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Original Issue

Too Much Talk Takes the Fun out of a Trip

The author and his wife discovered recently that sometimes it is better not to say anything about plans to travel around the world, especially if there is a doctor in the house

A trip abroad used to mean simply that you obtained a passport, packed and went. Now modern science has made travel, like everything else, complicated. This was borne in on me recently at a cocktail party where my wife and I met a physician who had just returned from girdling the globe.

"How thrilling, doctor!" my wife said. "We've been saving for years to go around the world!"

"A most rewarding experience," the doctor said, carefully testing his drink. "If you take the necessary precautions."

"Oh, we plan to carry lots of travelers checks," my wife said. "We'll take a Cunarder from New York—"

"First, you'll both need a physical," the doctor went on firmly. "Then shots. Take along spare glasses and a prescription. And if you have a condition requiring emergency care—"

"I'm hipped on cycling through the English countryside," I put in. "Stopping at little wayside inns, you know."

"Wayside inns remind me," the doctor said, "of an emergency operation I performed in one. It was in Sussex, as I recall. Diabetic mortician from Grand Forks, Iowa. He had forgotten to wear his wrist tag giving instructions in case of—"

"Then Paris, the shops, the Louvre," my wife said. "After that we want to motor through the southern provinces, sampling wines, cheeses, bouillabaisse—"

"Beware of salads," the doctor warned. "My wife caught the devil's own dose of diarrhea eating some leafy concoction in a little cafe in Provence."

"Spain is what I'm really looking forward to," I said. "Gypsy dancers, amontillado, the bullfights in Seville."

"Speaking of bulls," the doctor said, I'll never forget Pamplona. A foundation-garment salesman from Puyallup, Wash. was trampled during the running, and we almost lost him. Lockjaw. He'd forgotten to take his tetanus booster."

"Tell me, doctor," my wife said, "is it true the gondolas in Venice are being replaced with outboards?"

"Couldn't say, really," the doctor replied. "You see, I was laid up with dysentery the whole of our stay there. The drinking water. Don't touch it. Also watch out for ice, raw milk, uncooked fruits and vegetables."

"Ah, Oktoberfest in Munich," my wife said, with a sigh. "Christmas in the Tyrol. Skiing at Kitzbühel."

"Overexertion is the danger in high altitudes," the doctor said. "On our first day in St. Moritz a sewage inspector from Trenton, N.J. had a coronary."

"I'm hoping conditions will allow for an African safari," I said. "What was it Hemingway wrote in The Green Hills!"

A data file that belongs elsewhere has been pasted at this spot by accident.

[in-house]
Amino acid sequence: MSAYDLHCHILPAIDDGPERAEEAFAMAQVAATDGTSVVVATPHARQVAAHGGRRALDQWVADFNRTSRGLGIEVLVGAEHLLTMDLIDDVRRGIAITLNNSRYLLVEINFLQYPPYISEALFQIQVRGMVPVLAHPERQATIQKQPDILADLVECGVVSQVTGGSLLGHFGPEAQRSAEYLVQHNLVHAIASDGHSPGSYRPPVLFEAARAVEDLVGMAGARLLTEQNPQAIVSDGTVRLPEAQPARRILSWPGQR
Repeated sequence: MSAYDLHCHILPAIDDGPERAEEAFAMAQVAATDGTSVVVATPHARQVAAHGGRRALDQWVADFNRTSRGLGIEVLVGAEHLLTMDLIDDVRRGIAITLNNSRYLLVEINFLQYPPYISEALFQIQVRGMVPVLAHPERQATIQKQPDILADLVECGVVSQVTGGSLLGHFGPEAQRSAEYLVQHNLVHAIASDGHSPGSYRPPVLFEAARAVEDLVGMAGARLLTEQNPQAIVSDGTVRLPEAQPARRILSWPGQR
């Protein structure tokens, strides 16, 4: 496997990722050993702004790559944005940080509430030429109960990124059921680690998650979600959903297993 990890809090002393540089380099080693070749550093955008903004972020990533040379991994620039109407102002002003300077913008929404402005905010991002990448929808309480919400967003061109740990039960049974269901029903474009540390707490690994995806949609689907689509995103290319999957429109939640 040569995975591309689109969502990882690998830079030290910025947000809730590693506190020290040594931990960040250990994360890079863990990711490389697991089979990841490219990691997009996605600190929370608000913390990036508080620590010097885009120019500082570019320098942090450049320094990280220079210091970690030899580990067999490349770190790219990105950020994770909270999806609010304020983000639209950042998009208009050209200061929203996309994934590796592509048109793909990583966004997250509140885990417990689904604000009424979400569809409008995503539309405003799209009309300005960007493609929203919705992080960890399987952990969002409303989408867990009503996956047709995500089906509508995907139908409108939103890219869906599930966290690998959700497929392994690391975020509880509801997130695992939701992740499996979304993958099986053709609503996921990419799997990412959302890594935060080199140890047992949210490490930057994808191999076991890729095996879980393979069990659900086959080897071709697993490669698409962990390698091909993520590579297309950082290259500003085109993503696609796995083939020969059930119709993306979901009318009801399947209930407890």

"Be sure and take your yellow fever shot," the doctor said. "The disease is endemic throughout much of Africa. The shot is quite simple. One inoculation insures immunization and is valid for six years beginning 10 days after."

"Then to romantic Cairo, the Nile, Shepheard's," my wife said. "Did you view the Sphinx by moonlight, doctor?"

"Yes, but I couldn't enjoy it," the doctor said. "I'd picked up a skin infection from using the pool in a native bath-house. Take my advice, never swim in unchlorinated pools."

"To me, India epitomizes the East," I said. "The holy Ganges, Moslem fakirs, the timeless beauty of the Taj Mahal—"

"Cholera," the doctor said. "That's the thing to guard against in India. It's endemic. However, your vaccination certificate is good for six months, beginning six days after the second injec—"

"We thought we'd stop over in Hong Kong and pick up some handmade suits," my wife said. "I suppose, doctor, the name arouses a host of memories."

"I remember there was a lot of louse-born typhus around," the doctor said. "But you've nothing to worry about if you take your shots. Two inoculations spaced seven to 10 days apart will—"

"For some reason, Australia has always intrigued me," I said. "Maybe it's the vast uncharted bush, the aborigines with their age-old customs."

"You can say that!" the doctor shuddered. "They hardly know what a thermometer is and as for bathing!" The doctor looked at his watch. "Excuse me, folks, I've a patient to see. Charmed to meet you both."

"It's been marvelous hearing about your trip, doctor," my wife said.

"We've enjoyed every minute of it," I said.

"Instead of spending our money on a round-the-world trip," my wife said, "maybe we'd better both get a complete physical. We could just about pay for two weeks at Mayo brothers."

"A good idea," I said. "And the sooner the better."